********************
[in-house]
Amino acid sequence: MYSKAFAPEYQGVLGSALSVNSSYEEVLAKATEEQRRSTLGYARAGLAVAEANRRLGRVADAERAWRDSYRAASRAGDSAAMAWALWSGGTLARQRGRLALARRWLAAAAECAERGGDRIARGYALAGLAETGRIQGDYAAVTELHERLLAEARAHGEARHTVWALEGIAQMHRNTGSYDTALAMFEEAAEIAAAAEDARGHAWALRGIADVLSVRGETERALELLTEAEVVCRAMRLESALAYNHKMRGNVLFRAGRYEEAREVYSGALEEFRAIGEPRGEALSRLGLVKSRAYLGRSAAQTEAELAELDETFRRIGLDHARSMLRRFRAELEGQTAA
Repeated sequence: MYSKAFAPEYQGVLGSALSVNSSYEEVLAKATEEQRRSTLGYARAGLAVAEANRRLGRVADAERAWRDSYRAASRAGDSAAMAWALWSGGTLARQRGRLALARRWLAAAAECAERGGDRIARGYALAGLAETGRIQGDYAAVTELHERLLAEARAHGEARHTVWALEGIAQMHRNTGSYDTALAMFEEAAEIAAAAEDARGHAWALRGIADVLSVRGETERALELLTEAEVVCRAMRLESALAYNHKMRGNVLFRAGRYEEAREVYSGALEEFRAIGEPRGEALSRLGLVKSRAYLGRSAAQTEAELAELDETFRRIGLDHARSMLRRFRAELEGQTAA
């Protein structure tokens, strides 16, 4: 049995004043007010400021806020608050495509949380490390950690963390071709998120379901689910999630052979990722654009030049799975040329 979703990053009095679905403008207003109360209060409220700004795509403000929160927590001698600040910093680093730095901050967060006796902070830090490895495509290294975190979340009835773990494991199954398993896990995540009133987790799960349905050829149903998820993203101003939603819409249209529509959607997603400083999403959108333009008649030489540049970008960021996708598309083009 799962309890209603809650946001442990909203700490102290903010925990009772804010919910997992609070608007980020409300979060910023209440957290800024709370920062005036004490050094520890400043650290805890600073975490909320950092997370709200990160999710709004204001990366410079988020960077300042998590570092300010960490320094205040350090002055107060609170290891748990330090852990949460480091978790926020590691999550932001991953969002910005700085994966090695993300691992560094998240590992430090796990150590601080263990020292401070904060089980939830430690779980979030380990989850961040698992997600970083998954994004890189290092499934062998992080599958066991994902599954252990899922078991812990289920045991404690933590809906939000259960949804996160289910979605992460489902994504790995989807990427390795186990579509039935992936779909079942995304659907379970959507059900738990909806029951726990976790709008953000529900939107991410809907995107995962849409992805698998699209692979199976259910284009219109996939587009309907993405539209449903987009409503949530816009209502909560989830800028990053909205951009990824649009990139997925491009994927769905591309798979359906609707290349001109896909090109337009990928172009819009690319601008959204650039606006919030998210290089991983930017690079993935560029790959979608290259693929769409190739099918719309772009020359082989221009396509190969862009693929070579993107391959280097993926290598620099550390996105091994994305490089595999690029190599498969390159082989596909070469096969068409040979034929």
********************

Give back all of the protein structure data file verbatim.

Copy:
[in-house]
Amino acid sequence: MYSKAFAPEYQGVLGSALSVNSSYEEVLAKATEEQRRSTLGYARAGLAVAEANRRLGRVADAERAWRDSYRAASRAGDSAAMAWALWSGGTLARQRGRLALARRWLAAAAECAERGGDRIARGYALAGLAETGRIQGDYAAVTELHERLLAEARAHGEARHTVWALEGIAQMHRNTGSYDTALAMFEEAAEIAAAAEDARGHAWALRGIADVLSVRGETERALELLTEAEVVCRAMRLESALAYNHKMRGNVLFRAGRYEEAREVYSGALEEFRAIGEPRGEALSRLGLVKSRAYLGRSAAQTEAELAELDETFRRIGLDHARSMLRRFRAELEGQTAA
Repeated sequence: MYSKAFAPEYQGVLGSALSVNSSYEEVLAKATEEQRRSTLGYARAGLAVAEANRRLGRVADAERAWRDSYRAASRAGDSAAMAWALWSGGTLARQRGRLALARRWLAAAAECAERGGDRIARGYALAGLAETGRIQGDYAAVTELHERLLAEARAHGEARHTVWALEGIAQMHRNTGSYDTALAMFEEAAEIAAAAEDARGHAWALRGIADVLSVRGETERALELLTEAEVVCRAMRLESALAYNHKMRGNVLFRAGRYEEAREVYSGALEEFRAIGEPRGEALSRLGLVKSRAYLGRSAAQTEAELAELDETFRRIGLDHARSMLRRFRAELEGQTAA
């Protein structure tokens, strides 16, 4: 049995004043007010400021806020608050495509949380490390950690963390071709998120379901689910999630052979990722654009030049799975040329 979703990053009095679905403008207003109360209060409220700004795509403000929160927590001698600040910093680093730095901050967060006796902070830090490895495509290294975190979340009835773990494991199954398993896990995540009133987790799960349905050829149903998820993203101003939603819409249209529509959607997603400083999403959108333009008649030489540049970008960021996708598309083009 799962309890209603809650946001442990909203700490102290903010925990009772804010919910997992609070608007980020409300979060910023209440957290800024709370920062005036004490050094520890400043650290805890600073975490909320950092997370709200990160999710709004204001990366410079988020960077300042998590570092300010960490320094205040350090002055107060609170290891748990330090852990949460480091978790926020590691999550932001991953969002910005700085994966090695993300691992560094998240590992430090796990150590601080263990020292401070904060089980939830430690779980979030380990989850961040698992997600970083998954994004890189290092499934062998992080599958066991994902599954252990899922078991812990289920045991404690933590809906939000259960949804996160289910979605992460489902994504790995989807990427390795186990579509039935992936779909079942995304659907379970959507059900738990909806029951726990976790709008953000529900939107991410809907995107995962849409992805698998699209692979199976259910284009219109996939587009309907993405539209449903987009409503949530816009209502909560989830800028990053909205951009990824649009990139997925491009994927769905591309798979359906609707290349001109896909090109337009990928172009819009690319601008959204650039606006919030998210290089991983930017690079993935560029790959979608290259693929769409190739099918719309772009020359082989221009396509190969862009693929070579993107391959280097993926290598620099550390996105091994994305490089595999690029190599498969390159082989596909070469096969068409040979034929």